The shepherds of La Gomera in the Canary Islands use a language known as Silbo, which is based on whistles. Using a code made up of two vowels and four consonants, which are whistled in different tones, the shepherds are able to communicate great distances. Recently, researchers used magnetic resonance imaging to compare the brain activity of five Spanish-speaking subjects with that of five shepherds who spoke both Spanish and Silbo. The researchers found that when the shepherds communicate with whistles, “their brains emit the same signals as if they were speaking,” states the Spanish newspaper El País. The report quotes one researcher as saying: “Our results provide more evidence about the flexibility of human capacity for language in a variety of forms.”
The Rising Cost of Translation
In May 2004 the European Union expanded to include ten new member nations, bringing their total number to 25. Expansion, however, has brought linguistic challenges, resulting in increased costs. The 20 languages used by the 25 countries are considered official. Thus, documents must be translated into each language. “Prior to enlargement,” reports the French newsmagazine Valeurs Actuelles, “the European Commission translated 1,416,817 pages [of text] in 2003.” However, the number of translated pages will now rapidly increase. With nine new languages, possible translation combinations (for example, Maltese to Finnish, or Estonian to Greek) have gone up from 110 to 380. Finding qualified translators and interpreters is proving difficult. The translation budget—currently 550 million euros—is set to explode and “could reach 808 million euros,” says Robert Rowe of the European Commission’s translation services.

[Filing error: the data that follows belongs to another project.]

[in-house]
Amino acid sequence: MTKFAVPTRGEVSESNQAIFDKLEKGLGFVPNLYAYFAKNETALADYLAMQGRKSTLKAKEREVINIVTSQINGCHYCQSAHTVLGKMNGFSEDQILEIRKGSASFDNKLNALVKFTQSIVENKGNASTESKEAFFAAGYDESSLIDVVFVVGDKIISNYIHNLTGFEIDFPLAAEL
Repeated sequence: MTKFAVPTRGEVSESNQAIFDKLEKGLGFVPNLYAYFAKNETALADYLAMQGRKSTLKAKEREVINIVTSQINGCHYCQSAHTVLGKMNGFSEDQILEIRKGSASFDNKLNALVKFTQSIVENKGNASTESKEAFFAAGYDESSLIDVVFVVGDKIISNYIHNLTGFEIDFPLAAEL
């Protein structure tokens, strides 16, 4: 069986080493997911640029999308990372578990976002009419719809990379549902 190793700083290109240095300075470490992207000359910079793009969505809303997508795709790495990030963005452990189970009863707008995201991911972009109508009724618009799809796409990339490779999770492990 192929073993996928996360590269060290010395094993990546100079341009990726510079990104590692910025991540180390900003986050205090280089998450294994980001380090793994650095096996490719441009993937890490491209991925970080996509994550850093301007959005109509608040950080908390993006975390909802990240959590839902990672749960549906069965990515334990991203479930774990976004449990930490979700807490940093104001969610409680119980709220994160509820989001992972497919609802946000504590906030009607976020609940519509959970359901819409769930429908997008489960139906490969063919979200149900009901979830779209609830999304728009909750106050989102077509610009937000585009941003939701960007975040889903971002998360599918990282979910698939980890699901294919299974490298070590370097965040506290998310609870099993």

Smoke particles emitted by burning candles and incense could be endangering the health of priests and parishioners who spend long periods in poorly ventilated churches, reports The Sydney Morning Herald. A study found that smoke particle levels in two churches were “up to 20 times higher than what is considered safe to breathe under European air pollution standards,” says the paper. The report likened the levels of pollution to that “found in the air beside roads driven by 45,000 cars a day.” Regular exposure to this indoor air pollution could result in an increased risk of contracting lung cancer or pulmonary diseases, warned one of the authors of the study.
Monument to Animals Used in War
“A national monument to animals that served, suffered and died alongside the British and Allied forces in wars and conflicts through the centuries” has been unveiled in central London, reports The Times. The monument consists of a bronze sculpture depicting a horse, a dog, and two laden mules, encircled by a stone wall carved with representations of other animals that served in various wars. In World War I, for example, an estimated eight million horses died, as well as countless mules and donkeys. The Guardian newspaper reports that glowworms were used by soldiers during World War I to read maps at night. A remarkable animal named Rob the “para-dog” made more than 20 parachute drops into North Africa and Italy. In addition, during World War I, a pigeon named Cher Ami “delivered no fewer than 12 messages and never failed,” states The Times. However, according to one source, an estimated 20,000 pigeons were lost during that war.